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English Language & Linguistics

English Language



Politician Hides The Truth ...

The use of jargon can disguise the bare truth. Whether the truth is hard to take in war (civilian deaths becomes collateral damage) or peace, (family death becomes passed away) or as in this case a project management cockup, the truth can be wrapped in euphemism or jargon.

Jargon Junkie Minister covers up sorry debacle in a language all his own.

This was the headline for an article by The Times sketch writer Ann Treneman published on January 15th 2014.
It's a good example of identifying the language used by the minister to disguise the bad management of, in this case, the Army's botched IT recruitment system.

Article extract:

It wasn’t long before I realised I needed a special decoder ring.

The first thing you need to know is that this is not an IT debacle. It is a “challenge” about “platforms”. The new Capita system was to integrate with the “legacy” Atlas platform. There is now a “reversion” to a “Capita-hosted solution”. It would cost £47.7 million. (That’s no solution, that’s a goldmine.)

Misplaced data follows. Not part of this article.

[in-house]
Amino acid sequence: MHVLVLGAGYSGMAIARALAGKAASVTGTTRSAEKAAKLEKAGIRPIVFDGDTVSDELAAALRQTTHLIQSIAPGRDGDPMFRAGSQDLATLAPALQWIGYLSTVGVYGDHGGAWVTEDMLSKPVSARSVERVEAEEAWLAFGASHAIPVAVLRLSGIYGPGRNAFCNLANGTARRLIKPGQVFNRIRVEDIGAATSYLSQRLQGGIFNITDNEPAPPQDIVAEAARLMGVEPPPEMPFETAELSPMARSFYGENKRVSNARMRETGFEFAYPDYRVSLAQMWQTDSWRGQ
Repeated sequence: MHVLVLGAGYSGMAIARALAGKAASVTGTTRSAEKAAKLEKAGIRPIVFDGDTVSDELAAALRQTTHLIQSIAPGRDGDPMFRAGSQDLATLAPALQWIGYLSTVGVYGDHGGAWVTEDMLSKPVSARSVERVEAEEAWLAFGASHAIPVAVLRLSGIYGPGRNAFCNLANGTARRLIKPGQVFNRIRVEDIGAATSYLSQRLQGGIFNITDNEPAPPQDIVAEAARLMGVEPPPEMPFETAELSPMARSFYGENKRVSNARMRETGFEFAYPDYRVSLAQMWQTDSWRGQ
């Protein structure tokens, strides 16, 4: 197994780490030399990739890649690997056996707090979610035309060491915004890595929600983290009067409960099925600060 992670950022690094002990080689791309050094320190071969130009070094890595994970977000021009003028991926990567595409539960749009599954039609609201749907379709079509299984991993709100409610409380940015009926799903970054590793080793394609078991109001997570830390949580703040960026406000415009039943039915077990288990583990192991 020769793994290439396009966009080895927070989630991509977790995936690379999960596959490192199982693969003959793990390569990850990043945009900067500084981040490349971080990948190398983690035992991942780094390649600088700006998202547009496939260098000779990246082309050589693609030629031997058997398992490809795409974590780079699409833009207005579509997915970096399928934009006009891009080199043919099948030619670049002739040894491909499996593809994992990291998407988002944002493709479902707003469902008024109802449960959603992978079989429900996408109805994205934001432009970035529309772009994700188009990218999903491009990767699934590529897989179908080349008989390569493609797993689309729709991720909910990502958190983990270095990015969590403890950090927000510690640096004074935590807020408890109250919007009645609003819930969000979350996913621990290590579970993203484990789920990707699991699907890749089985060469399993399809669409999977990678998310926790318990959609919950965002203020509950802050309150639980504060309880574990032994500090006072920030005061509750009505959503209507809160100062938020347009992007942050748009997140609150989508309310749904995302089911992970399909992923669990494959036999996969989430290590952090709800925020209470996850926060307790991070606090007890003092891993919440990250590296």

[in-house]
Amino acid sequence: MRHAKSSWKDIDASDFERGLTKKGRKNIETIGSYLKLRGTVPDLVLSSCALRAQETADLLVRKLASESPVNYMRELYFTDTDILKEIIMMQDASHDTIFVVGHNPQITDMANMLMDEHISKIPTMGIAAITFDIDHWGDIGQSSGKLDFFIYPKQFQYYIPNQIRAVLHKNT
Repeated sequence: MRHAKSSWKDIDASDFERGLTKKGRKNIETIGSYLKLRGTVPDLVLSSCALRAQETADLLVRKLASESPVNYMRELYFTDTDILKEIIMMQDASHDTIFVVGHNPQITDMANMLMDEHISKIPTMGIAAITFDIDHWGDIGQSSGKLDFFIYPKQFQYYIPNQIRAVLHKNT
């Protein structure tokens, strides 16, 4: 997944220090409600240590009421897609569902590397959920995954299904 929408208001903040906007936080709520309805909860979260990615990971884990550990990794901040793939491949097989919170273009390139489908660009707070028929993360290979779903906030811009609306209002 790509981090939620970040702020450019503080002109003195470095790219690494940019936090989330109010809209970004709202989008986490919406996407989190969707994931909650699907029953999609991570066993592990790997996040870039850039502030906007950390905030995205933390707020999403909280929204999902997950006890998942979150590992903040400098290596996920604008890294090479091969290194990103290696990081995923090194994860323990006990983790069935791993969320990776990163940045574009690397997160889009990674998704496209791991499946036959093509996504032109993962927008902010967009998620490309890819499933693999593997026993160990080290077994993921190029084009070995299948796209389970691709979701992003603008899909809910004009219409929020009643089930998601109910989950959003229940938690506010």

Read the full text from Hansard.


What it really is How the minister phrased it
An IT debacle a challenge about platforms
Out of date legacy
Going backwards a reversion
Website Front end web application
More people on the job Additional manual resource
Sack people to harvest that saving

"We have put in place a number of workarounds and mitigation measures and we have reintroduced military personnel to provide manual intervention"

Other examples:

  • Hillingdon council, describing the closure of day centres for the disabled as "moves towards non building-based services"
  • Birmingham City Council, describing asking people to complain online instead of on the phone as "channel shift nudging".
  • Member of the prison service describing a riot as "an incident of concerted indiscipline."
  • "There will be an overall envelope of resources for operating costs which will be subject to a downward trajectory over time, representing efficiency."(Phillip Hammond, Defence Secretary, describing cuts)
  1. Describe in your own words how use of language techniques such as euphemism, jargon, circumlocution and obfuscation can hide an unacceptable truth.
  2. How can anything be done about this, especially when the words are uttered by someone responsible to the public?
  3. Is it possible to enforce the use of plain and honest English by public officials? If not, why not?



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